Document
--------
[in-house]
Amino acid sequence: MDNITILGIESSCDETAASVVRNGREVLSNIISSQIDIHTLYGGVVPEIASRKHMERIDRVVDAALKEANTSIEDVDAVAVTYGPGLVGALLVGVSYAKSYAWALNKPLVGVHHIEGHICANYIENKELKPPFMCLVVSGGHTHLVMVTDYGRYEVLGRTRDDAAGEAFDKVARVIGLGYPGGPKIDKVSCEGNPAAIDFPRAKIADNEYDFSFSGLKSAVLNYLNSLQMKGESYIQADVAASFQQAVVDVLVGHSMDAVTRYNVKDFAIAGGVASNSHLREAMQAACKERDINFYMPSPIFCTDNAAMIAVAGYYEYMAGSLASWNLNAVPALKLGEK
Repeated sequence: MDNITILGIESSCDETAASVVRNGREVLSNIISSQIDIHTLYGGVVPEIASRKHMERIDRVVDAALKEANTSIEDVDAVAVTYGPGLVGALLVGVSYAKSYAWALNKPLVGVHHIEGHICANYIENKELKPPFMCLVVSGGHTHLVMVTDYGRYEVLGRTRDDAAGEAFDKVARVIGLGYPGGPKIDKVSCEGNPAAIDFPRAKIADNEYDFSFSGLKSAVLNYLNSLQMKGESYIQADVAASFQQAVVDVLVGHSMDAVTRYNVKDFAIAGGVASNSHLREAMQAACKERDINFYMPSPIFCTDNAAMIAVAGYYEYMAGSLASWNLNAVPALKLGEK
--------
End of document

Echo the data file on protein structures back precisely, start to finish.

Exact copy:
[in-house]
Amino acid sequence: MDNITILGIESSCDETAASVVRNGREVLSNIISSQIDIHTLYGGVVPEIASRKHMERIDRVVDAALKEANTSIEDVDAVAVTYGPGLVGALLVGVSYAKSYAWALNKPLVGVHHIEGHICANYIENKELKPPFMCLVVSGGHTHLVMVTDYGRYEVLGRTRDDAAGEAFDKVARVIGLGYPGGPKIDKVSCEGNPAAIDFPRAKIADNEYDFSFSGLKSAVLNYLNSLQMKGESYIQADVAASFQQAVVDVLVGHSMDAVTRYNVKDFAIAGGVASNSHLREAMQAACKERDINFYMPSPIFCTDNAAMIAVAGYYEYMAGSLASWNLNAVPALKLGEK
Repeated sequence: MDNITILGIESSCDETAASVVRNGREVLSNIISSQIDIHTLYGGVVPEIASRKHMERIDRVVDAALKEANTSIEDVDAVAVTYGPGLVGALLVGVSYAKSYAWALNKPLVGVHHIEGHICANYIENKELKPPFMCLVVSGGHTHLVMVTDYGRYEVLGRTRDDAAGEAFDKVARVIGLGYPGGPKIDKVSCEGNPAAIDFPRAKIADNEYDFSFSGLKSAVLNYLNSLQMKGESYIQADVAASFQQAVVDVLVGHSMDAVTRYNVKDFAIAGGVASNSHLREAMQAACKERDINFYMPSPIFCTDNAAMIAVAGYYEYMAGSLASWNLNAVPALKLGEK